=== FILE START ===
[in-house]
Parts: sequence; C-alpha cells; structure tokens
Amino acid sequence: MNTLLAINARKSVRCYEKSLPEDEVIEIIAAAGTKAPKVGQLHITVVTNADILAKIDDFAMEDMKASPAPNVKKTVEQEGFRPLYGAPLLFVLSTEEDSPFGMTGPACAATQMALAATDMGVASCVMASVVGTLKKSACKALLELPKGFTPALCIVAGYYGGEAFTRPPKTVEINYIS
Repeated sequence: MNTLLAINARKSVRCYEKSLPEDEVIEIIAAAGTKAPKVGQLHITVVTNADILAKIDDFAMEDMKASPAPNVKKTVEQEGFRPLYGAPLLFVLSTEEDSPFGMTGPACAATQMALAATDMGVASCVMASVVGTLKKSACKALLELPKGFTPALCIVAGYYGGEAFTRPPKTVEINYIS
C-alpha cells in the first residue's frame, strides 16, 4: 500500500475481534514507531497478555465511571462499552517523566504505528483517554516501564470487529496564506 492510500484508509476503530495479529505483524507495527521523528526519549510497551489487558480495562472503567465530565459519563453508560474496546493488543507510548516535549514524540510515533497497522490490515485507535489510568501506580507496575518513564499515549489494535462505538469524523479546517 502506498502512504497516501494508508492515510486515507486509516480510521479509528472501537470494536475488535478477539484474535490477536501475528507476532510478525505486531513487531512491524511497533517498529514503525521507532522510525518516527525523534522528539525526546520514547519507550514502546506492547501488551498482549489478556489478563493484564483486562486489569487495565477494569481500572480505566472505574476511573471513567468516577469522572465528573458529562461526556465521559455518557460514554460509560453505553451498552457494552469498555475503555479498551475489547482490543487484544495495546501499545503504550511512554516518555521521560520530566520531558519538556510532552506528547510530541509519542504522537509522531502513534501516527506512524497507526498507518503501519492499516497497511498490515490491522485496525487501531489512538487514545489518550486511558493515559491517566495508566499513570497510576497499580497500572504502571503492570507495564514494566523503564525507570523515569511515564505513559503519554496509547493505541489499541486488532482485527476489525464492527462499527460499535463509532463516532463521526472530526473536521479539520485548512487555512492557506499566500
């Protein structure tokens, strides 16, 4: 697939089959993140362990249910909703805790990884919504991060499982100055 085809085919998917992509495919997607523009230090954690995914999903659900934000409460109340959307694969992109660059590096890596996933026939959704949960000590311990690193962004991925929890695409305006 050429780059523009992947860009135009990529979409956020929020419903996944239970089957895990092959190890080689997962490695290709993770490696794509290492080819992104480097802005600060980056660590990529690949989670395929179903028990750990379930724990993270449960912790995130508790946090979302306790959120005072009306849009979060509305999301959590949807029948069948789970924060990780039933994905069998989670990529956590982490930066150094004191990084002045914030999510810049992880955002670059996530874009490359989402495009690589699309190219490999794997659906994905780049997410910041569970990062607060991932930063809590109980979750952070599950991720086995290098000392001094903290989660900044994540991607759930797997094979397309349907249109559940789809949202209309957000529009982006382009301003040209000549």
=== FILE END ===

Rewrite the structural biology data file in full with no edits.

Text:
[in-house]
Parts: sequence; C-alpha cells; structure tokens
Amino acid sequence: MNTLLAINARKSVRCYEKSLPEDEVIEIIAAAGTKAPKVGQLHITVVTNADILAKIDDFAMEDMKASPAPNVKKTVEQEGFRPLYGAPLLFVLSTEEDSPFGMTGPACAATQMALAATDMGVASCVMASVVGTLKKSACKALLELPKGFTPALCIVAGYYGGEAFTRPPKTVEINYIS
Repeated sequence: MNTLLAINARKSVRCYEKSLPEDEVIEIIAAAGTKAPKVGQLHITVVTNADILAKIDDFAMEDMKASPAPNVKKTVEQEGFRPLYGAPLLFVLSTEEDSPFGMTGPACAATQMALAATDMGVASCVMASVVGTLKKSACKALLELPKGFTPALCIVAGYYGGEAFTRPPKTVEINYIS
C-alpha cells in the first residue's frame, strides 16, 4: 500500500475481534514507531497478555465511571462499552517523566504505528483517554516501564470487529496564506 492510500484508509476503530495479529505483524507495527521523528526519549510497551489487558480495562472503567465530565459519563453508560474496546493488543507510548516535549514524540510515533497497522490490515485507535489510568501506580507496575518513564499515549489494535462505538469524523479546517 502506498502512504497516501494508508492515510486515507486509516480510521479509528472501537470494536475488535478477539484474535490477536501475528507476532510478525505486531513487531512491524511497533517498529514503525521507532522510525518516527525523534522528539525526546520514547519507550514502546506492547501488551498482549489478556489478563493484564483486562486489569487495565477494569481500572480505566472505574476511573471513567468516577469522572465528573458529562461526556465521559455518557460514554460509560453505553451498552457494552469498555475503555479498551475489547482490543487484544495495546501499545503504550511512554516518555521521560520530566520531558519538556510532552506528547510530541509519542504522537509522531502513534501516527506512524497507526498507518503501519492499516497497511498490515490491522485496525487501531489512538487514545489518550486511558493515559491517566495508566499513570497510576497499580497500572504502571503492570507495564514494566523503564525507570523515569511515564505513559503519554496509547493505541489499541486488532482485527476489525464492527462499527460499535463509532463516532463521526472530526473536521479539520485548512487555512492557506499566500
């Protein structure tokens, strides 16, 4: 697939089959993140362990249910909703805790990884919504991060499982100055 085809085919998917992509495919997607523009230090954690995914999903659900934000409460109340959307694969992109660059590096890596996933026939959704949960000590311990690193962004991925929890695409305006 050429780059523009992947860009135009990529979409956020929020419903996944239970089957895990092959190890080689997962490695290709993770490696794509290492080819992104480097802005600060980056660590990529690949989670395929179903028990750990379930724990993270449960912790995130508790946090979302306790959120005072009306849009979060509305999301959590949807029948069948789970924060990780039933994905069998989670990529956590982490930066150094004191990084002045914030999510810049992880955002670059996530874009490359989402495009690589699309190219490999794997659906994905780049997410910041569970990062607060991932930063809590109980979750952070599950991720086995290098000392001094903290989660900044994540991607759930797997094979397309349907249109559940789809949202209309957000529009982006382009301003040209000549």